Table of ContentsBy Louisa Shepard
Equine veterinarians working on a puzzling case often say they are looking for “the zebra in the horse.” The vets at Penn Vet’s New Bolton Center have been looking for the zebra in the zebra.
Zeus, a five-month-old zebra colt, was admitted in August after collapsing on a farm in Annapolis, MD. He was disoriented and unable to stand on his own. Zeus’ primary veterinarian, Michelle Abraham, BVSc, BVMS, a resident in large-animal internal medicine, ran several tests and diagnostic procedures, including a spinal tap, ultrasound, x-rays, and repeated blood work. Ultimately, Dr. Abraham and Zeus’ veterinary team - supervised by Amy Johnson, DVM, a large-animal neurologist - determined that he had a vitamin E deficiency that most likely caused Equine Degenerative Myeloencephalopathy (EDM). The condition is occasionally seen in young horses.
“The condition can cause damage to the spinal cord and other parts of the central nervous system, including the brainstem,” Dr. Abraham said, adding that while a deficiency of vitamin E is most likely the cause, there is now strong evidence supporting a genetic predisposition to the disease in horses, and perhaps even in zebras.
Zeus was administered intravenous fluids for hypoglycemia and his feed was changed and supplemented with vitamin E. In addition, Zeus had sustained corneal ulcers to both eyes because he was not blinking properly and was likely traumatizing his eyes when lying down. Mary Utter, DVM, PhD, and Nikki Scherrer, DVM, from New Bolton Center’s Ophthalmology Service, placed subpalpebral lavage systems around Zeus’ head. Made with flexible tubing, these systems administered medication to each of Zeus’ eyes to treat and prevent further infection. He also was treated for gastrointestinal parasites.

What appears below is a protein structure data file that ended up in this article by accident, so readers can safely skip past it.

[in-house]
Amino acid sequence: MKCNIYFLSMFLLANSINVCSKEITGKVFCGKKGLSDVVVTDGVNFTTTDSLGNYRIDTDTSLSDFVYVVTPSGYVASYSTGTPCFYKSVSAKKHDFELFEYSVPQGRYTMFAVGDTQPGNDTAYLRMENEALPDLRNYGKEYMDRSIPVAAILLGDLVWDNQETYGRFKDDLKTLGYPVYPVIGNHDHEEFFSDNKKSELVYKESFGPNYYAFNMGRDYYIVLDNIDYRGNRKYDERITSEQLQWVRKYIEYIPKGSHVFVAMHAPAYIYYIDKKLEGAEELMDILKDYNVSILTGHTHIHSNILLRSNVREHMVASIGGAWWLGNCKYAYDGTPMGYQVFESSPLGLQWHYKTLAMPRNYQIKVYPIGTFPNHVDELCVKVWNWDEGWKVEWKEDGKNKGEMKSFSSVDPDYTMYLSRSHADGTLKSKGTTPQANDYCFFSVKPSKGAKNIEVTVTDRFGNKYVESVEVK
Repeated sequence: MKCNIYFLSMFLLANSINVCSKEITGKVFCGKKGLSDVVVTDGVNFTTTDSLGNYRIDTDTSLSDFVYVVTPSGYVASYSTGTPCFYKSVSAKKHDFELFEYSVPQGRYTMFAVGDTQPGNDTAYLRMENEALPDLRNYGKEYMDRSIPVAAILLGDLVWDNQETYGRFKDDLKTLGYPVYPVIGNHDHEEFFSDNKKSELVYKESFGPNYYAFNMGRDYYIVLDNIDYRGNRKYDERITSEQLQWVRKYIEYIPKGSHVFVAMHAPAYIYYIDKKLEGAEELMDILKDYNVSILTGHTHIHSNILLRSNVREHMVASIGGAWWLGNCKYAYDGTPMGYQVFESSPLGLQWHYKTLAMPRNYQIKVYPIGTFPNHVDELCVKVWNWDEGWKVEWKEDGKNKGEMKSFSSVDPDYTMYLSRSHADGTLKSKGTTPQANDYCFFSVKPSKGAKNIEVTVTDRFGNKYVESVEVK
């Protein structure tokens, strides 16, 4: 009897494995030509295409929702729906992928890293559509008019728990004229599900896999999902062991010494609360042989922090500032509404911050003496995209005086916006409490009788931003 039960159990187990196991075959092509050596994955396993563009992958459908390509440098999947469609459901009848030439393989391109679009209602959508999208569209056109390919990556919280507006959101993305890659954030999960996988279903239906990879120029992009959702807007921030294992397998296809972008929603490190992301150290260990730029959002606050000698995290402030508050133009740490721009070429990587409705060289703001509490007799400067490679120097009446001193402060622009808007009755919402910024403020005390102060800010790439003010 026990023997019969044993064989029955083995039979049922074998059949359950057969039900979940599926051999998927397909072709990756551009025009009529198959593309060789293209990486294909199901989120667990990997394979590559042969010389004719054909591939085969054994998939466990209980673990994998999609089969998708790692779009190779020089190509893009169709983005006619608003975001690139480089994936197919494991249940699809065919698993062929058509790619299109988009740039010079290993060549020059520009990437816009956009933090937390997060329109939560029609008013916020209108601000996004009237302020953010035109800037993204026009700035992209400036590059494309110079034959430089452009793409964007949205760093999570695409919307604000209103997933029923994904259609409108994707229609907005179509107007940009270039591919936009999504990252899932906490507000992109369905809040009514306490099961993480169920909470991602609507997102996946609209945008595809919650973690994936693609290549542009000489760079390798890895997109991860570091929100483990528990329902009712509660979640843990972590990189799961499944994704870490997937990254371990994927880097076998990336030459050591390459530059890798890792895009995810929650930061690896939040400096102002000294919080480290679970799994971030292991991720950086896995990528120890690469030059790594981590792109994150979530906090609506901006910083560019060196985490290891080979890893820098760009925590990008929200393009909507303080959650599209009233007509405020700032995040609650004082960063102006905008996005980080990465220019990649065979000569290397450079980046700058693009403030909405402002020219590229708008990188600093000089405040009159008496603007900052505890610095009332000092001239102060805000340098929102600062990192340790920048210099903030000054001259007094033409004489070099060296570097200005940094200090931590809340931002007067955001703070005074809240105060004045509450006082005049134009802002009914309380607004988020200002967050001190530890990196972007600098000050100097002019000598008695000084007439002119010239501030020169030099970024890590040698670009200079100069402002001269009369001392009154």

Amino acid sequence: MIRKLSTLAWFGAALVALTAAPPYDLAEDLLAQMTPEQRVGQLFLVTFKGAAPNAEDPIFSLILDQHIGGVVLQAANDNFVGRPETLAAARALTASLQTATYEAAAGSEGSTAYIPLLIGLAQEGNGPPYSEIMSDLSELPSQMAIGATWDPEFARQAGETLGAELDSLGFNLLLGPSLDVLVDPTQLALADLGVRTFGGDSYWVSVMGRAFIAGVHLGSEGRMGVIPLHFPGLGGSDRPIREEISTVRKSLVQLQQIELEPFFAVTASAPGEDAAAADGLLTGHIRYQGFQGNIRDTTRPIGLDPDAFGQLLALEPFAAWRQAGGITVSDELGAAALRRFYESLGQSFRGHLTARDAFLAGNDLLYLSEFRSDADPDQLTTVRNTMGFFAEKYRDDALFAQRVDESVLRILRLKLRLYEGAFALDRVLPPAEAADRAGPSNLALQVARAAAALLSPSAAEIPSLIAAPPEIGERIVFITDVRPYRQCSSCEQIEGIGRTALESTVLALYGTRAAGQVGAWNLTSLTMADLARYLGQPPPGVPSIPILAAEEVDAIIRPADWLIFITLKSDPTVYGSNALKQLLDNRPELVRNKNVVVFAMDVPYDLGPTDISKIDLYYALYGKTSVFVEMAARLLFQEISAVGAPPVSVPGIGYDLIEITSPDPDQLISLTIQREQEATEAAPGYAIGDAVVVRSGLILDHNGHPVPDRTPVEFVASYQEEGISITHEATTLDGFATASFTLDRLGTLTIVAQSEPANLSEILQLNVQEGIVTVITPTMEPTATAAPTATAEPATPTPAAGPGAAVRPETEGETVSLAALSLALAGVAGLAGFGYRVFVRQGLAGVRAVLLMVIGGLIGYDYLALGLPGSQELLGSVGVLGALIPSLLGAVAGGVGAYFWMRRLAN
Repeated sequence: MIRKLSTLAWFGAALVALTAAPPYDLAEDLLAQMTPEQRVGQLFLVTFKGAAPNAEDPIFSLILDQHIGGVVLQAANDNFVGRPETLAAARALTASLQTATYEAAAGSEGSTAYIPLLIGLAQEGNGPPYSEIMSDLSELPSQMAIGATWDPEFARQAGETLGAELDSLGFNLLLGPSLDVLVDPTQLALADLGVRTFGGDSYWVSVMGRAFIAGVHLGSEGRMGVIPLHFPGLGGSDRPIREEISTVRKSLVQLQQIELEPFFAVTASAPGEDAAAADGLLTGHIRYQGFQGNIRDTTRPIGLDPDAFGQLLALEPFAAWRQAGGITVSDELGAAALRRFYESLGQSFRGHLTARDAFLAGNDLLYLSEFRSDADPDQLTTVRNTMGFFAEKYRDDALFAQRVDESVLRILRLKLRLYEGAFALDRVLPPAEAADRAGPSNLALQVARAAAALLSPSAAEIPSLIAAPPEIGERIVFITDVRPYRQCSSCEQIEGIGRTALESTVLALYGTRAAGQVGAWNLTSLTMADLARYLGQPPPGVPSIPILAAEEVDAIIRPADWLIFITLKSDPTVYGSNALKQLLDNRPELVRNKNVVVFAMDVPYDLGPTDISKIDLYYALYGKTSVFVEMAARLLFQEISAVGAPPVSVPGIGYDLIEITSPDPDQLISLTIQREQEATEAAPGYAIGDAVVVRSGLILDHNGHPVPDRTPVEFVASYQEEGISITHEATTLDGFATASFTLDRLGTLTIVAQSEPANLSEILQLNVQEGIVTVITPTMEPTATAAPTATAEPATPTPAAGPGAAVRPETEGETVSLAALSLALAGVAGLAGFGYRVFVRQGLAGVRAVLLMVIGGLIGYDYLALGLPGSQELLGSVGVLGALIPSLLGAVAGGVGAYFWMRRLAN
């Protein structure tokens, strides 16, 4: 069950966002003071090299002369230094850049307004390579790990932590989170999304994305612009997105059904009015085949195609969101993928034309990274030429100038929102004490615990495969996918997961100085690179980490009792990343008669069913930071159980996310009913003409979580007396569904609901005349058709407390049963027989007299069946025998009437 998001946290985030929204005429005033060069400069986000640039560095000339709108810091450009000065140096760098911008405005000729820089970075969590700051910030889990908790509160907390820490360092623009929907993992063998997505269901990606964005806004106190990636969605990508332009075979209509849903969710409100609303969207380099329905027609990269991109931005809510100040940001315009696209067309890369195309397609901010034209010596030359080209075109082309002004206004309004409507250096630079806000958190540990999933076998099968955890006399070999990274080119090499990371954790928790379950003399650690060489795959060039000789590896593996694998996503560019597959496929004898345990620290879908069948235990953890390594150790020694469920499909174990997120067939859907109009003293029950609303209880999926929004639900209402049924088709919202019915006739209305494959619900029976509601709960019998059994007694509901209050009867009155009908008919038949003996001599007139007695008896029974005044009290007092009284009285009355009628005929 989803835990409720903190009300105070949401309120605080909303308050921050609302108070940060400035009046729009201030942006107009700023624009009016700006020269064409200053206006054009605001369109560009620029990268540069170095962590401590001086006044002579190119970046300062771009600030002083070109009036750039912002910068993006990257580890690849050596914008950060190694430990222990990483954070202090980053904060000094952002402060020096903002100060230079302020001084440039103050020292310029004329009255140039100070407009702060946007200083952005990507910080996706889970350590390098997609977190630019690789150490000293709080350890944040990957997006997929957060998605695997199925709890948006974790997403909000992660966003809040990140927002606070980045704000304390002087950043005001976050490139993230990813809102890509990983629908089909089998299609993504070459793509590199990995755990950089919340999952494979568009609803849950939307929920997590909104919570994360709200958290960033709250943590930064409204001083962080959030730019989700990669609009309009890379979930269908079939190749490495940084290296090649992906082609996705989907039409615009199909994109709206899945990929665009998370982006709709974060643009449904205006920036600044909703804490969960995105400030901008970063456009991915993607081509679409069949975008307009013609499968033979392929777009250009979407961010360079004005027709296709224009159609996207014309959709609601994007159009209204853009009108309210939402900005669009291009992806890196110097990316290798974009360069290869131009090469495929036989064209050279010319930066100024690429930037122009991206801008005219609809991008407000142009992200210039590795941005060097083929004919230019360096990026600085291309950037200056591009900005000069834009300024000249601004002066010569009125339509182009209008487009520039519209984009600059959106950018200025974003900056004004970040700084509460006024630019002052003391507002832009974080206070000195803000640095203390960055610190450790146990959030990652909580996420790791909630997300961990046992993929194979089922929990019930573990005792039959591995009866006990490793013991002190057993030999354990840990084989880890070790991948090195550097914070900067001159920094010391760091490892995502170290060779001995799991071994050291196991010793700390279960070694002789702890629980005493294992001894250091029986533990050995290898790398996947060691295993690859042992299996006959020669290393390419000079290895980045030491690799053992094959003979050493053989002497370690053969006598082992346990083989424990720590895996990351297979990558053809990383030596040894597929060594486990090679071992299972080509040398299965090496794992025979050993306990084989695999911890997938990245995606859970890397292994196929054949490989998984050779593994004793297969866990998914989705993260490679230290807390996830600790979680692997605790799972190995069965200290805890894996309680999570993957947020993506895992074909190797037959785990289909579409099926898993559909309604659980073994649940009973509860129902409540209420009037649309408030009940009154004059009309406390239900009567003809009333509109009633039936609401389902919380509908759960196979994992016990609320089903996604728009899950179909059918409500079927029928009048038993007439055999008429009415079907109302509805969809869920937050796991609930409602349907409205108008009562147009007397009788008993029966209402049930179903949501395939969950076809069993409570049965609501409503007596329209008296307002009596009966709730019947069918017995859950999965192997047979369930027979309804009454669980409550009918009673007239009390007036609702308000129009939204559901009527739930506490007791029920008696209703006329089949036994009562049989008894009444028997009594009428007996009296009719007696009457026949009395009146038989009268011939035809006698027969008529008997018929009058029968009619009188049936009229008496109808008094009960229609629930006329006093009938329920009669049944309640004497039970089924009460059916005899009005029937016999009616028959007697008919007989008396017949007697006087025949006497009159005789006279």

“He’s doing great. We are so glad we brought him here,” said Nikki Lawson, co-owner of the zebra with her sister, Kelsey Lawson. “New Bolton Center has so many resources and the veterinarians have taken such great care of him.”
Happily, Zeus appears to have avoided any major damage. He was discharged in mid-August and his neurologic condition improved markedly. Returning for a check-up this week, he is visibly better, gaining weight and muscle. His eyes are healing, but still require medication. Ongoing treatment includes rest and a special feed designed for young, growing horses, with a vitamin E supplement.
Though New Bolton Center is well-known for providing care for horses, the hospital also treats a wide variety of animals, ranging from cattle to sheep to alpacas, as well the occasional zoo animal. Zeus was Dr. Abraham’s first zebra patient, affording her the opportunity to take a closer look at a species related to, but very different from, the horse.
“We are dealing with a non-domesticated animal,” Dr. Abraham said, noting that the physiology, diseases, references for blood work, and many other aspects vary between zebras and horses. “The temperament is different. They are very unpredictable, sensitive animals. ”
The 150-pound zebra with soft brown and cream stripes was a bit of a celebrity during his stay at New Bolton Center, drawing groups of curious clinicians and staff members. But Zeus is accustomed to being the center of attention. The Lawson sisters feature him, along with several ponies, in their business, Cowgirl Up Pony Parties, based in Annapolis, MD. Thanks to the expert care he received at New Bolton Center, Zeus will soon return to the spotlight. Table of Contents